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Monitoring peatlands for climate impacts and benefits using ground and satellite data


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Presented by Adam Gerrand (FAO) at "Webinar: If forests and peatlands disappeared, would humanity survive?", 21 August 2019.

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Monitoring peatlands for climate impacts and benefits using ground and satellite data

  1. 1. Monitoring peatlands for climate impacts and benefits using ground and satellite data Adam Gerrand, FAO Adam to look on OneDrive photos for Indonesian peatland pictures Photo: Alue Dohong ,.Central Kalimantan, Indonesia 21 August 2019
  2. 2. Indonesian peat restoration 3Rs 2 WHAT we want to know and measure: – Biomass above + below ground (hard) – Ground water level – Subsidence loss, inundation, GHG’s – Livelihood economic info. – Vegetation cover and change through optical satellites; – Fire hotspot detection; – Soil moisture index estimated using radar satellite data. Historically peatlands mostly avoided, ignored, abused or degraded, only recently getting attention due to fires and climate impact Difficult access and conditions, resulted in poor monitoring data, poor management and weak enforcement of regulations WHY?
  3. 3. 1. Field data collection ✓ Satellite, aircraft, drone data covers large areas very fast ✓ Increasing resolution, +lidar ✓ Makes very detailed maps ✓ Consistent, frequent, time- series quickly show changes ✓ Cost effective data • Satellites are expensive! • Complicated access, process • Requires skilled staff ✓ Historically more accurate ✓ Manual / automatic data ✓ GHGs, subsidence etc. ✓ Ground-water level (GWL) ✓ Soil surface moisture • Hard, wet dirty work! • Slow, expensive • Small area covered 2. Remote sensing data Auto GWL Manual mmt Advantages and disadvantages of HOW to measure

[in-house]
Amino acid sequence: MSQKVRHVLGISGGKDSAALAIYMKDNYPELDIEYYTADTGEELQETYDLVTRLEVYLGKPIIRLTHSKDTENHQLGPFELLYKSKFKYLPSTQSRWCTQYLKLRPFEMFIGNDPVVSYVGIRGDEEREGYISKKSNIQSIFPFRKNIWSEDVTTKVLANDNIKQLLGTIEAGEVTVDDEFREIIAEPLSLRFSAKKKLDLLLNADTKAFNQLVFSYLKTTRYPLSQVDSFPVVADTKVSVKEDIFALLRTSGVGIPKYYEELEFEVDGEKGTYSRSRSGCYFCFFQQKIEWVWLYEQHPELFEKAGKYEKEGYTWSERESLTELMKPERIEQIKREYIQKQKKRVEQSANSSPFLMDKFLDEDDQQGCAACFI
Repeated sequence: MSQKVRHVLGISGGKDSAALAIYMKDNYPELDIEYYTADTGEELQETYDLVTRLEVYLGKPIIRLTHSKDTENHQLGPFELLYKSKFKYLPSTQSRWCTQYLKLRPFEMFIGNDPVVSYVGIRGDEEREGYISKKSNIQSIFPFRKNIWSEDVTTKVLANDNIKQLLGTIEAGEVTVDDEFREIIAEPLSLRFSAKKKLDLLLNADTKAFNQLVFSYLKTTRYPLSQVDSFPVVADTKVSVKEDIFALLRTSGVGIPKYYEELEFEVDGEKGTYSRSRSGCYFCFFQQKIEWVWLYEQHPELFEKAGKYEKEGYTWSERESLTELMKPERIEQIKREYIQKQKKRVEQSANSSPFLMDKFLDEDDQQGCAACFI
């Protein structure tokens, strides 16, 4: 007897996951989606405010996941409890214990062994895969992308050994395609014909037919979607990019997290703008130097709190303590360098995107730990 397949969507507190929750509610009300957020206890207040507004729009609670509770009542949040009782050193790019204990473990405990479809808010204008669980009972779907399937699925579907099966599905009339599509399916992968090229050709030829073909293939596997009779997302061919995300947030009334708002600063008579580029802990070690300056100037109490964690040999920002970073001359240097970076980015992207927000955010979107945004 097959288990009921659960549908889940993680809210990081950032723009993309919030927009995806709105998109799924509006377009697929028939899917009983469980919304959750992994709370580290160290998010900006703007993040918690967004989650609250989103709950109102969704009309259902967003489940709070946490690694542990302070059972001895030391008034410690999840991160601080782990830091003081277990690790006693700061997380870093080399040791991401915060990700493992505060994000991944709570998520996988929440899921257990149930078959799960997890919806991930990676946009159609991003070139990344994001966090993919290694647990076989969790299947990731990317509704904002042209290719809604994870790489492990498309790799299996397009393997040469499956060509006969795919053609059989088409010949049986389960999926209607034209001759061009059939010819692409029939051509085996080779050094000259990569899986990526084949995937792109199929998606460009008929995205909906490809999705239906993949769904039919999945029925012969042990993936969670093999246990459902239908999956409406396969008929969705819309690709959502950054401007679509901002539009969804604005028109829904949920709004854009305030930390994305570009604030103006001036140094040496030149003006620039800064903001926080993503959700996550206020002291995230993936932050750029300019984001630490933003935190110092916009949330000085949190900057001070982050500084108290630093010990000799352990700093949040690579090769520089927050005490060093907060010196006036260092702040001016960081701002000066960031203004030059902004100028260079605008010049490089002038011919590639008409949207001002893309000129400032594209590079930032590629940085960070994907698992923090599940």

4. 4. South Kalimantan peatlands (green)
  5. 5. Canals cause extensive peatland degradation and GHG’s
  6. 6. Restoration benefits – Soil Moisture Index Change 2016-18 Canal backfilling is light blue dots Blue areas have positive change in moisture index
  7. 7. Conclusions: Peatlands potential - Promising or promises? 7 1. Two basic methods for monitoring peatlands: 1. Field measurements (manual/auto, accurate, small area, slow expensive) 2. Remote sensing data (broad areas, fast cheap, needs field data calibration) 2. Rapid improvements in peatland monitoring: ➢ Better monitoring from automated field Ground Water Level sites ➢ New satellites combined with fast computer processing (SEPAL) ➢ High resolution, frequent imagery, reduces costs, detects changes ➢ Draft soil moisture index estimated using radar satellite data ➢ Developing faster, cheaper large-area peatland monitoring 3. but still many challenges remain to be resolved X Peatlands still mostly undervalued, under-resourced, poorly monitored and managed, research& capacity development needed + increasing recognition of climate change links and urgency, political will, research (ITPC), collaboration (GPI) are promising
  8. 8. More info: Photos by Adam Gerrand